A graduate of the Cornell University Medical College, Dr. Klempner trained at the Massachusetts General Hospital and the Laboratory of Clinical Investigation at the National Institute of Allergy and Infectious Diseases and the National Naval Medical Center. He has held national leadership positions including the American Board of Internal Medicine Chair of the Infectious Diseases Board and member of the Board of Directors, President of the Association of Subspecialty Professors member of the Accreditation Council for Graduate Medical Education, the MA Governor’s Life Sciences Advisory Board, the Board of Scientific Counselors for the NIH Clinical Center. For over a decade he served as Associate Editor of the New England Journal of Medicine, selecting and refining the infectious diseases content of this leading clinical research journal.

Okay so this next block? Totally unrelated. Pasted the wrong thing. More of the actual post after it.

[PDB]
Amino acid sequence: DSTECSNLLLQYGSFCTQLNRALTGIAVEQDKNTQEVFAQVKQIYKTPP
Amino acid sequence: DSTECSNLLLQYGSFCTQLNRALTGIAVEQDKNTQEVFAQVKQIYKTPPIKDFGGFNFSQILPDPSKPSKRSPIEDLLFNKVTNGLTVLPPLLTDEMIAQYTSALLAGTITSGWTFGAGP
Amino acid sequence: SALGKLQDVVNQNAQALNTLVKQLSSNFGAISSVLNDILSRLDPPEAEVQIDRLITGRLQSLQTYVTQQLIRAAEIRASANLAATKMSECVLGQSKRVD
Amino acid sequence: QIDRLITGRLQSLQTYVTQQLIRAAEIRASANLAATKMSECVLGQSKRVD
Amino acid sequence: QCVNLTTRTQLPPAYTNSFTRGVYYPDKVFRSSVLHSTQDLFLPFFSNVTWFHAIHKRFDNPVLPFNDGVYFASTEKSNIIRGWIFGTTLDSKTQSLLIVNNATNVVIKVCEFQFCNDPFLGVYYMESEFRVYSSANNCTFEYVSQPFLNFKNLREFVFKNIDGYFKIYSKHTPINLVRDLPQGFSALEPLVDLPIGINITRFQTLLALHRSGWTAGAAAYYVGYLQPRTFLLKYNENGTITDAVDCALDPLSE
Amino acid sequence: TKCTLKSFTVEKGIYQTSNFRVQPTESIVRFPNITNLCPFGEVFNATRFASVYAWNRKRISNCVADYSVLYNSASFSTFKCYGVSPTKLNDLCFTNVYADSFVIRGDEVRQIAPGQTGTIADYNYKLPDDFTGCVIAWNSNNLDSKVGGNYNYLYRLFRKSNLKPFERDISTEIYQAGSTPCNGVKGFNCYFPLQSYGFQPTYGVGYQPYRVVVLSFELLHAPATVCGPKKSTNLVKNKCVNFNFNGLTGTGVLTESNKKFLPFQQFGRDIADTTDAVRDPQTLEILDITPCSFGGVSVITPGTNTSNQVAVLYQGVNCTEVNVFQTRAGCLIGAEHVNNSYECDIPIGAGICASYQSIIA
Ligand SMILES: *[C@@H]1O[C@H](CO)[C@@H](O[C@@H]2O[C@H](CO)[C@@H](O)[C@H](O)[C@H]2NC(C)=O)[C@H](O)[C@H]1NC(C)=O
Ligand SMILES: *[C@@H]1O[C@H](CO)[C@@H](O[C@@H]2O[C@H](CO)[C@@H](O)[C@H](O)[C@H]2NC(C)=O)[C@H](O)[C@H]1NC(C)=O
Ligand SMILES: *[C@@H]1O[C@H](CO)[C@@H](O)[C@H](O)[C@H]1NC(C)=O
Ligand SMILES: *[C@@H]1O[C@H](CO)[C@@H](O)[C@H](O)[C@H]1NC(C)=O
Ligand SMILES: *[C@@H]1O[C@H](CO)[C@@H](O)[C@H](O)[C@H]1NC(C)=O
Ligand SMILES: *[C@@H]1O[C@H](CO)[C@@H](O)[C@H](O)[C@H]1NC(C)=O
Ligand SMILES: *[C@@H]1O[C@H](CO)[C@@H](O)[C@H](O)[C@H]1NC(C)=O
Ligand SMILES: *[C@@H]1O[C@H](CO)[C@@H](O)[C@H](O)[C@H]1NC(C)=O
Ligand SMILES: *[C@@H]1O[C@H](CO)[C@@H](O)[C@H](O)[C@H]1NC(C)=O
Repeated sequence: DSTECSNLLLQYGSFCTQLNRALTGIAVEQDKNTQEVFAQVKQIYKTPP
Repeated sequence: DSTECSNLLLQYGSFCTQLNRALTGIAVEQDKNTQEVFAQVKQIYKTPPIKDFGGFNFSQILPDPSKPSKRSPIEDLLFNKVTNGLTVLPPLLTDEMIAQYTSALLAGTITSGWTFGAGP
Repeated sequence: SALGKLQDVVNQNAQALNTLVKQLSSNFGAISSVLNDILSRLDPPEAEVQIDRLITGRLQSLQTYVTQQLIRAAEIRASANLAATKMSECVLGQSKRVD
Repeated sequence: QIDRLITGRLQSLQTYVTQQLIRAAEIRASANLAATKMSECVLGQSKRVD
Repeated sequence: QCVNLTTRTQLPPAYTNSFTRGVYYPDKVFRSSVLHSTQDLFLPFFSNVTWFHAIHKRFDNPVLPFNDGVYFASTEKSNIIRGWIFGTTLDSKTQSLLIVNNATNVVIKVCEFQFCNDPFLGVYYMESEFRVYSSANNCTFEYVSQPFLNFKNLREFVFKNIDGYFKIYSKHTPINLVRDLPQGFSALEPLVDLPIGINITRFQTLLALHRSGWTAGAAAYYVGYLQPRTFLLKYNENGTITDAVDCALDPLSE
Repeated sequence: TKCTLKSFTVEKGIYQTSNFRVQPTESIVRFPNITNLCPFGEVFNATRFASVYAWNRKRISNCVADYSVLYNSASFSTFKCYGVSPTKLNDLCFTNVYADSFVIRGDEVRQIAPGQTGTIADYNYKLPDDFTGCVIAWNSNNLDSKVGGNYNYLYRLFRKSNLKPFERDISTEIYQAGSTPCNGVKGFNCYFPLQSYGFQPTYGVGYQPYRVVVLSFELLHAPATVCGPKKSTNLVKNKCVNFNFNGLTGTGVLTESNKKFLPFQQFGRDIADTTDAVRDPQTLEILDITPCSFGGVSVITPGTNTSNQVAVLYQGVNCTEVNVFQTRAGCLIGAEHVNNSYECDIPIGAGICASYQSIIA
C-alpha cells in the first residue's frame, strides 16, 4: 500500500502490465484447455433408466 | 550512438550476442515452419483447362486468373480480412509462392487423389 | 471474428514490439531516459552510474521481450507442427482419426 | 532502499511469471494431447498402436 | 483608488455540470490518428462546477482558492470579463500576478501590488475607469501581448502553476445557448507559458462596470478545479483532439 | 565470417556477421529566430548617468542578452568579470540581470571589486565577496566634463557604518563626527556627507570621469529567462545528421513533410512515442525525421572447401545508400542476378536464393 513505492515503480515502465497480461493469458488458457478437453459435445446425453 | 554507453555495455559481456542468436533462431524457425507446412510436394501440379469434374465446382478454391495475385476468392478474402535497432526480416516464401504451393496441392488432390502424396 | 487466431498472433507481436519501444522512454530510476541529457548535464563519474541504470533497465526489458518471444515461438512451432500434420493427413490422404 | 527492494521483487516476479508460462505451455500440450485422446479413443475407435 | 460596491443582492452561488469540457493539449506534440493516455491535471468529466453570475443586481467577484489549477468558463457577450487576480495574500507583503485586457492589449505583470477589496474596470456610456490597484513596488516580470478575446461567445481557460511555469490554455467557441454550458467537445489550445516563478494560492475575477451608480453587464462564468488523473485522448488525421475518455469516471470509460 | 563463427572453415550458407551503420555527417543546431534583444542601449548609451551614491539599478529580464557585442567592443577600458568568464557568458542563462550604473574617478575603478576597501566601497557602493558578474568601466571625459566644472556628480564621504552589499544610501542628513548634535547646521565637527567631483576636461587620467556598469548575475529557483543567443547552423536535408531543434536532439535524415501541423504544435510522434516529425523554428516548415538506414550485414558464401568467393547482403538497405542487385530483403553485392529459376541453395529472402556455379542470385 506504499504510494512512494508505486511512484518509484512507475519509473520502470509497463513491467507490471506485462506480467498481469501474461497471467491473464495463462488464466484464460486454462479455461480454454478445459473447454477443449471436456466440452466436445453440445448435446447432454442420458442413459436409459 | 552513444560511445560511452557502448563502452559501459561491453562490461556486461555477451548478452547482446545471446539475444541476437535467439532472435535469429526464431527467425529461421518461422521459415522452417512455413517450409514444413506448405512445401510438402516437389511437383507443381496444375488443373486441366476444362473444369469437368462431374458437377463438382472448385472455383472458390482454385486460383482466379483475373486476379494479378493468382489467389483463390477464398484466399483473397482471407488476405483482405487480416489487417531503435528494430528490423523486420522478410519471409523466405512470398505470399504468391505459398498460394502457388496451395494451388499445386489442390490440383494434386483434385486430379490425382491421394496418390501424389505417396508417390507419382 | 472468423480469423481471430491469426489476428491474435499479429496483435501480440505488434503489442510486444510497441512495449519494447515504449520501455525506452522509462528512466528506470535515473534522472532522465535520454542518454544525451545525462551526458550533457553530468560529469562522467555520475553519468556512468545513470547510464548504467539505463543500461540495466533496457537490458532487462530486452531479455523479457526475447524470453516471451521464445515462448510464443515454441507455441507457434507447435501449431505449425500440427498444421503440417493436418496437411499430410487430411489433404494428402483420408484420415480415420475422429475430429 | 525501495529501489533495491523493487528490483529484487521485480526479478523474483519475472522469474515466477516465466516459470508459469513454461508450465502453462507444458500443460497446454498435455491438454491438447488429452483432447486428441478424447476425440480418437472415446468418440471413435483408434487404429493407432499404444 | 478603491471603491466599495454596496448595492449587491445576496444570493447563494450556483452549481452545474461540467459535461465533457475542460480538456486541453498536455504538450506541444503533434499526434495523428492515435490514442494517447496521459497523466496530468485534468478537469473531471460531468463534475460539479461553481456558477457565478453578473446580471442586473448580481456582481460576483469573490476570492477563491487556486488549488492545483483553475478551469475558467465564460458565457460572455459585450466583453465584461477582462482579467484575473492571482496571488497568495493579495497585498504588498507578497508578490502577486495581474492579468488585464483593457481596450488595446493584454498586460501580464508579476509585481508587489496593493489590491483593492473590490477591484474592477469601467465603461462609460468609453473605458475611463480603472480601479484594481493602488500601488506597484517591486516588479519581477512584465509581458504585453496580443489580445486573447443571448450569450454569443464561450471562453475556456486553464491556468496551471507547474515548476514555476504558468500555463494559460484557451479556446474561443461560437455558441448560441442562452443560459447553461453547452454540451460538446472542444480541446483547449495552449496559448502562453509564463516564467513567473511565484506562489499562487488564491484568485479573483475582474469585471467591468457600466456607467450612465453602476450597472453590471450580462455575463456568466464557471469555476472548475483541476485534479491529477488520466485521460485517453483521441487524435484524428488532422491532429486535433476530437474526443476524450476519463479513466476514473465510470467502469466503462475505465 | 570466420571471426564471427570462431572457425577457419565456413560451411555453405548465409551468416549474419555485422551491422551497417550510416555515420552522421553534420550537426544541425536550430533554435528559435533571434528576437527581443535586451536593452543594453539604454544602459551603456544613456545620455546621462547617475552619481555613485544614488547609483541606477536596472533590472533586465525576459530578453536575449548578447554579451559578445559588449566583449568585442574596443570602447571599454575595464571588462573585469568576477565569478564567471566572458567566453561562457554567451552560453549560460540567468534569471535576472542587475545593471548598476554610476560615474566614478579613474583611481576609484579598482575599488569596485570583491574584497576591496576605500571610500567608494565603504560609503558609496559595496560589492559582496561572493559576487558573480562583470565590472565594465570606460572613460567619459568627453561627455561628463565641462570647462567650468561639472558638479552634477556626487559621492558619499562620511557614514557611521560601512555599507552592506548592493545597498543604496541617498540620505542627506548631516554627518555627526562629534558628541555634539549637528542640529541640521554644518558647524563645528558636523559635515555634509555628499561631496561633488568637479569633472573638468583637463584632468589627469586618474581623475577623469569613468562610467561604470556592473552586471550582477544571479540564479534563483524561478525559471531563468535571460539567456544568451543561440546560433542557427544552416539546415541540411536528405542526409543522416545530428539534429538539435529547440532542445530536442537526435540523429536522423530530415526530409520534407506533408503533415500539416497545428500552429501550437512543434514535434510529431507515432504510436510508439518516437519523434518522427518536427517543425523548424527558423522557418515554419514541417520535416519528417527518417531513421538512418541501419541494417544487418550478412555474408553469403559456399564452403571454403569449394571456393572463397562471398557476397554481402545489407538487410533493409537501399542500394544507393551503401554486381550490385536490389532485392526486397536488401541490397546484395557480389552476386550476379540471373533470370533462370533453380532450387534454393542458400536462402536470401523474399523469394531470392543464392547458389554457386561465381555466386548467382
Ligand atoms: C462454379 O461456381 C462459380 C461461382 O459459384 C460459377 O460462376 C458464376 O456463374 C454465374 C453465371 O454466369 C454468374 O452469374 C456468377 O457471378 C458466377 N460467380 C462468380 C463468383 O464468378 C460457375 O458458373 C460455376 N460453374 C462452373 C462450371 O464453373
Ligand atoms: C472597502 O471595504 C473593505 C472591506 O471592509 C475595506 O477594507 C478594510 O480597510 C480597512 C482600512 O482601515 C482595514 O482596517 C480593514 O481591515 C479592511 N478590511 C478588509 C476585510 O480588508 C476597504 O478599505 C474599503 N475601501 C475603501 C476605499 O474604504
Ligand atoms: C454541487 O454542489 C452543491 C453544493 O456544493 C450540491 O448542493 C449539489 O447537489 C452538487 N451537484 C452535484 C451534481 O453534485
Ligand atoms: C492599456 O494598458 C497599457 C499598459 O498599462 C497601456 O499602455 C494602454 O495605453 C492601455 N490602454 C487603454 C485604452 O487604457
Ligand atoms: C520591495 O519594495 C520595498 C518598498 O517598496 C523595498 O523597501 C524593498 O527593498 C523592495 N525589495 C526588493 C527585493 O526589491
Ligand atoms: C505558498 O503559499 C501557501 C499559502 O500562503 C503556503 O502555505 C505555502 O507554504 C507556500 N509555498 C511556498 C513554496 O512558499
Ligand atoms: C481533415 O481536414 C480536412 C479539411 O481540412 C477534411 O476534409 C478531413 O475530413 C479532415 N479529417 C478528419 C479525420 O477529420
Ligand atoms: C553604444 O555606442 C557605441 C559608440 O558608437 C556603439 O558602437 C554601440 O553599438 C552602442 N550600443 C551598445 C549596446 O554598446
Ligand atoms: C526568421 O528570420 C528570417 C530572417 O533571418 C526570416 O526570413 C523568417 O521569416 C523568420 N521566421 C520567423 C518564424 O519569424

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Rebecca Cannon, PhD

Rebecca Dahn Cannon, PhD, is the Associate Deputy Director for Quality at MassBiologics of the University of Massachusetts Medical School.  As the leader of the Quality Assurance, Quality Control, and Validation departments, she is responsible for ensuring that all MassBiologics and contract manufacturing activities meet Federal and EU regulations and guidances.  In addition, Dr. Cannon’s groups apply phase-appropriate cGMPs for Phase I, Phase II, and Phase III studies in a manner that protects patient safety, scientific integrity, and consistency of clinical trial materials.  Joining MassBiologics in 2002 as a staff Scientist, Dr. Cannon later served as Senior Manager in the Quality Control Department and as Senior Director, Quality Assurance before assuming her current position.